What is a Flagship Species?
A flagship species is a species from the plant or animal kingdom that is used to represent a certain environmental issue or cause. There are a number of types of issues that can be represented by a flagship species. For example, the polar bear has been used as a species to raise awareness about what global warming is doing to the planet. There have been photographs and videos taken of polar bears standing atop melting chunks of floating ice. The purpose of these photos is to try and get people to understand that the human impact on the earth has led to global warming which creates a vast array of problems, including creating habitat problems for animals that live in glacial regions.
Very often a flagship species will be chosen because of its attractiveness or because it has unique features. In many cases, other species are overlooked because, for one reason or another, they are not seen as being sensational or do not seem to have the kind of appeal that will garner the the same sort of interest as a of large groups of whales. Although a vast number of species may stand to benefit or at least gain protection from a certain effort on the part of an organization, it is the flagship species of that organization that will be used to draw supporters.
Sometimes young members of the species are also used to garner sympathy for a certain cause. In the polar bear example, there is a video of a mother polar bear swimming away from her baby in search of food; the baby is left standing on the small, floating ice block, seemingly abandoned and alone. Because it is known that most people have an emotional response for young animals, using a baby polar bear to get the message out about global warming can be a very effective marketing strategy.
Sometimes a flagship species will be used as the representative of an environmental disaster. For example, a photograph of a brown pelican drenched in oil soared through the media and via online news sources and quickly became the face of the environmental disaster in the Gulf of Mexico that was a result of the BP oil spill. Not only was this one of the first available pictures of an animal drenched in oil, but the brown pelican served as the perfect flagship species for this event because it also happens to be the state bird of Louisiana.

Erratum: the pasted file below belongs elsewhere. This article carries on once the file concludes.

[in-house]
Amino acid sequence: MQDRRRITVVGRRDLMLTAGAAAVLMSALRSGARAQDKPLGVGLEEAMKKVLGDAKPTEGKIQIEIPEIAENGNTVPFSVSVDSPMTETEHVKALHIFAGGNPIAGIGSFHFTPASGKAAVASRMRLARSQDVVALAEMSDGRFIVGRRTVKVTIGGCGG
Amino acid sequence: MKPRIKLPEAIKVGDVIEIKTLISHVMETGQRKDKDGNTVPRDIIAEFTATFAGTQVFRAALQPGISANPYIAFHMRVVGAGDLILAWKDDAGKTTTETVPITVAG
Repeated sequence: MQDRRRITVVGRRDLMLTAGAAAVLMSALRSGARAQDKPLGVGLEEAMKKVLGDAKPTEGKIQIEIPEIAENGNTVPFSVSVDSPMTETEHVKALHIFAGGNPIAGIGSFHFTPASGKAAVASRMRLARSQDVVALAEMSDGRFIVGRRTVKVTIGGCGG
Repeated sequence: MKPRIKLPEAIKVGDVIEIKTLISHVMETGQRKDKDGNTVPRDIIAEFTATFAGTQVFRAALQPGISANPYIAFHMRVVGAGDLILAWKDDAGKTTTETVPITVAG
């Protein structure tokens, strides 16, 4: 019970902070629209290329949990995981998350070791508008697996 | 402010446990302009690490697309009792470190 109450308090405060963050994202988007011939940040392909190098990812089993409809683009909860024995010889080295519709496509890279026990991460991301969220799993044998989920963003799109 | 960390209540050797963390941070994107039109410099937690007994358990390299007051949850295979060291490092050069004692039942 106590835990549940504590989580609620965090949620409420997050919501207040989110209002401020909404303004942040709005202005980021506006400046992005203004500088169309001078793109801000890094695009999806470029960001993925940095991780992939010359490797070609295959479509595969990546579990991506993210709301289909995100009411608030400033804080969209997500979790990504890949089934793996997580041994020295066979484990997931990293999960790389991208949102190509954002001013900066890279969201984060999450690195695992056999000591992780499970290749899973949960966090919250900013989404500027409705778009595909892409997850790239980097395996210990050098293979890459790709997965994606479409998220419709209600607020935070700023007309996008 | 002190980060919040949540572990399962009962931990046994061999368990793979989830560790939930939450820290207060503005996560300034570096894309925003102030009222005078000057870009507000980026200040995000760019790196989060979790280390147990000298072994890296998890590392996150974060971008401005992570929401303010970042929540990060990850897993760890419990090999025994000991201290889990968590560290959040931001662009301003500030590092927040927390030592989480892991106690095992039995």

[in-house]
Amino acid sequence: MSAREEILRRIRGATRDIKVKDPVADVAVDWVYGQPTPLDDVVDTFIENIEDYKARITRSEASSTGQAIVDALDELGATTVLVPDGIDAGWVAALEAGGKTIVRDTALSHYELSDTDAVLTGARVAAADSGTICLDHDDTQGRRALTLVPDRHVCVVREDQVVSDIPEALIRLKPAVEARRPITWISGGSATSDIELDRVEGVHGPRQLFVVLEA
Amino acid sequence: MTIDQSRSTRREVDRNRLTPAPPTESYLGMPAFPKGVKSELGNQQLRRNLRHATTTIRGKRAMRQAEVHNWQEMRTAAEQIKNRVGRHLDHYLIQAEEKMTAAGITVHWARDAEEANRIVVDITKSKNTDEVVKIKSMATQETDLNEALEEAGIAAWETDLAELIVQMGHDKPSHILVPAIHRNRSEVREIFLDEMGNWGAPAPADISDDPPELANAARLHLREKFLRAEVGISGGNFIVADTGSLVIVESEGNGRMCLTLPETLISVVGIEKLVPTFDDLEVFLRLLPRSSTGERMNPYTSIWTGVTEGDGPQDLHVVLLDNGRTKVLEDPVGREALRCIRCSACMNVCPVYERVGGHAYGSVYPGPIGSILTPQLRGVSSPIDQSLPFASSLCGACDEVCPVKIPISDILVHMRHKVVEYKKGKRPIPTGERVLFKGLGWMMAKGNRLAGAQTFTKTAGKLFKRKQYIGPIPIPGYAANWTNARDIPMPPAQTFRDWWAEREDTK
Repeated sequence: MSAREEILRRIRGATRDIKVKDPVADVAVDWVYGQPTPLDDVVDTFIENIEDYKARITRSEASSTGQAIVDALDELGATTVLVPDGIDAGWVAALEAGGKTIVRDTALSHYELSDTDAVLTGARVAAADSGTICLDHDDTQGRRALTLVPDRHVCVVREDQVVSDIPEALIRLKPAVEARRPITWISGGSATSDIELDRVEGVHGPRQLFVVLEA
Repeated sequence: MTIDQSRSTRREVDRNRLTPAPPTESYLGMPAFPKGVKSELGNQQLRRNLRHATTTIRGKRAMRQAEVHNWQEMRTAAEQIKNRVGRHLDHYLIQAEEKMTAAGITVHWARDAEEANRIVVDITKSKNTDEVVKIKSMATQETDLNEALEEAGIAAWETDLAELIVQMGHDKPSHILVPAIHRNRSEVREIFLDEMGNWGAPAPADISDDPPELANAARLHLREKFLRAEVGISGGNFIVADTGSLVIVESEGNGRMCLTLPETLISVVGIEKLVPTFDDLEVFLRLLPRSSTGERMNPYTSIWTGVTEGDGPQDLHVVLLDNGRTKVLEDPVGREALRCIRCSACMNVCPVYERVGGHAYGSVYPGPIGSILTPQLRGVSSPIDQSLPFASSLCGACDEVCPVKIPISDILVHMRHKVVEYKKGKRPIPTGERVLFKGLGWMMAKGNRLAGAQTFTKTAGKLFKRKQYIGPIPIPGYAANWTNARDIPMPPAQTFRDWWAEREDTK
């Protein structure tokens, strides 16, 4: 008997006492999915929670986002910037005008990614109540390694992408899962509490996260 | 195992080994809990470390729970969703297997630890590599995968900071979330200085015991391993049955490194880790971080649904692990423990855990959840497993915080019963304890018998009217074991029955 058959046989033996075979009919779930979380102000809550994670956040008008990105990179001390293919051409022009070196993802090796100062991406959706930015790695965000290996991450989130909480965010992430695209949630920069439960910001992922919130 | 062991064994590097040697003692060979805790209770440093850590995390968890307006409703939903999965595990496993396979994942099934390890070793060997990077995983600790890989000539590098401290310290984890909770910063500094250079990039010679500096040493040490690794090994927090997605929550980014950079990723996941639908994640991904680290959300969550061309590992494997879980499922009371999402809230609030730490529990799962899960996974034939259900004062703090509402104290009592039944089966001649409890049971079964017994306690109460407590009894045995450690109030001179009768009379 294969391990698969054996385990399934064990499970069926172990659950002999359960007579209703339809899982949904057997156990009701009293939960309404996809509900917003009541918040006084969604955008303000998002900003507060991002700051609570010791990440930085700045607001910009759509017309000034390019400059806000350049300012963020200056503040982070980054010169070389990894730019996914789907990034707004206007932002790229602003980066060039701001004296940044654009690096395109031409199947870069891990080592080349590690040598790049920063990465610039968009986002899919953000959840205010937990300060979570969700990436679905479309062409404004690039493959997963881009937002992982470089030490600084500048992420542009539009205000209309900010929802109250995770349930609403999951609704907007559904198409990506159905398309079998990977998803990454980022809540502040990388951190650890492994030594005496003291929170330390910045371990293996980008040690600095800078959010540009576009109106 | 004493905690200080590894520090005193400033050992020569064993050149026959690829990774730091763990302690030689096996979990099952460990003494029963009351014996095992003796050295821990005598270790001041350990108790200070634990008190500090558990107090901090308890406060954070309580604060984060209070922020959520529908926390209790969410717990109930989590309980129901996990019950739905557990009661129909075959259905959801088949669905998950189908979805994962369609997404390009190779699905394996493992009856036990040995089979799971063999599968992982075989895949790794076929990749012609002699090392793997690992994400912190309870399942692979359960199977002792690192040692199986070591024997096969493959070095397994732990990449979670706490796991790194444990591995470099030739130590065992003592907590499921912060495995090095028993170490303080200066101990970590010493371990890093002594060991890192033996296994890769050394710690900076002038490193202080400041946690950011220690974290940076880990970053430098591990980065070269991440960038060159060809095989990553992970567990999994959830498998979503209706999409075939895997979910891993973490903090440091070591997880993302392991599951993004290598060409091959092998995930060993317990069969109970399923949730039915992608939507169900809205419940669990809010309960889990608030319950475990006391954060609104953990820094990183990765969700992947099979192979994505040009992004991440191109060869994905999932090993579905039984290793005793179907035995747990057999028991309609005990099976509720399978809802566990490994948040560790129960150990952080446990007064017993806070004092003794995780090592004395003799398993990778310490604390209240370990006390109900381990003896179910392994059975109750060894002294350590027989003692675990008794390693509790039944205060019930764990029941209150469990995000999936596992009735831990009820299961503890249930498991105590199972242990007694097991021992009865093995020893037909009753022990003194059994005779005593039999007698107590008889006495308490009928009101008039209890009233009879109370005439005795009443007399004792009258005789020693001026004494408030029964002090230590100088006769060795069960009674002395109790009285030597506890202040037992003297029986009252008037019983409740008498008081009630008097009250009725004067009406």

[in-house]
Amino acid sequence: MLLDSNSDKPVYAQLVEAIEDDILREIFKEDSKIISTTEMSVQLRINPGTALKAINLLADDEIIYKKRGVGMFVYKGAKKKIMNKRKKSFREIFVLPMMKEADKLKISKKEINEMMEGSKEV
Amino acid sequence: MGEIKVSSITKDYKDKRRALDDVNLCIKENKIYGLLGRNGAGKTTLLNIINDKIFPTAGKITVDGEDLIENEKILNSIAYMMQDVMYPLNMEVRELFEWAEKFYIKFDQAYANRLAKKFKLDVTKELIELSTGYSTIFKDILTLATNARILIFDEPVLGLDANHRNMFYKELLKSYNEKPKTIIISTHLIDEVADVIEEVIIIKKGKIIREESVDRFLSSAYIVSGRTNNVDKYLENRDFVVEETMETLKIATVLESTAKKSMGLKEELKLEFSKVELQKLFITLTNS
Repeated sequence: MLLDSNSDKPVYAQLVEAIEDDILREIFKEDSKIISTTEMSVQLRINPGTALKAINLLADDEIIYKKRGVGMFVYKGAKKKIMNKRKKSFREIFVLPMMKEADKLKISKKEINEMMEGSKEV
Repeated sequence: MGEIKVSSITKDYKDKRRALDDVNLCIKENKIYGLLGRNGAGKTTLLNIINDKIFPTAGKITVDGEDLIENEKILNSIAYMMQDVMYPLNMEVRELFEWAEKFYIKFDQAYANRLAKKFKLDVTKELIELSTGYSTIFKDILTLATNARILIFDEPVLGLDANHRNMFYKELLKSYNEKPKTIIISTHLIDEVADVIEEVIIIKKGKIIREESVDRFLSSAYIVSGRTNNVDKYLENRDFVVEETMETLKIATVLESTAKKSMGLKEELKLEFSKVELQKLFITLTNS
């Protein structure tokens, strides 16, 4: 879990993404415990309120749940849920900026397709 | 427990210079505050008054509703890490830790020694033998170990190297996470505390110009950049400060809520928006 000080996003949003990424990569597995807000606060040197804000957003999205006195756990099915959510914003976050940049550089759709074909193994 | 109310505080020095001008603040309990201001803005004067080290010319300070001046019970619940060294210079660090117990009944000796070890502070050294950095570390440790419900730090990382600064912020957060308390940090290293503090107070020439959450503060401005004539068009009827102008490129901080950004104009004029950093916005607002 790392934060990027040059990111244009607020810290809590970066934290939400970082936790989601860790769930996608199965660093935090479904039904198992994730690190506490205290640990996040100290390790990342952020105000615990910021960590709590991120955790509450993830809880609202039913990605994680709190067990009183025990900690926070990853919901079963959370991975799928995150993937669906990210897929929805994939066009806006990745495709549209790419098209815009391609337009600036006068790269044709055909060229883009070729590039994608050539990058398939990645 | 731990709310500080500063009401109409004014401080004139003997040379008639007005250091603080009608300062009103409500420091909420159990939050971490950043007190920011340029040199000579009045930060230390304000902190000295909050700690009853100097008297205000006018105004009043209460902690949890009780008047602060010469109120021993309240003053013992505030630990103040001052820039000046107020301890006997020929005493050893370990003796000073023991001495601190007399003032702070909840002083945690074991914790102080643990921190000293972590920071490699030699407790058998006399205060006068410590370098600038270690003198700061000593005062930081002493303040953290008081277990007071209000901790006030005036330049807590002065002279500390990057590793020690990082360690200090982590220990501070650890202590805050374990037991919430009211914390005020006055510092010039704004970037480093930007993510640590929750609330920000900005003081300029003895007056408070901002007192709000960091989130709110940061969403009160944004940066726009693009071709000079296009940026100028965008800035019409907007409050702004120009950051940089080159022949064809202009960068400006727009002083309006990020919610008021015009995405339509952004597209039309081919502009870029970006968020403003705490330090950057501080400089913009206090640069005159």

I know that the flagship species that is selected has to be beautiful and charismatic to grab attention. But I think that they should be selected based on their potential of helping and protecting other species.
What do you think?
I also agree that having a flagship species for an environmental movement is a good idea. But a part of me feels sad that we need to see a suffering animal to understand the seriousness and intensity of a problem.
There must definitely be a psychological factor there. There is something about a beautiful animal that is experiencing difficulty, pain and even death because of things that humans have done. I think the flagship species idea relies on human consciousness and guilt.
A flagship species can only impact people who feel guilty for what is happening to that species. Those who don't feel that they are a cause of the problem are not going to want to do anything about it.
I guess it's both good and bad. Because you can't possibly get everyone to feel this way and take action. But I doubt that any other strategy would even be this successful.
I think this is a great strategy. Unfortunately, the public does not easily gain awareness about an issue. And sometimes these environmental issues are taking place really far away from where we live and it is hard for us to imagine what is really happening there.
I think photography and films are a great medium to reach out to the public because it allows the public to witness something they couldn't otherwise. The flagship species is more like the symbol or emblem of that movement. It's how people identify with that organization or group.
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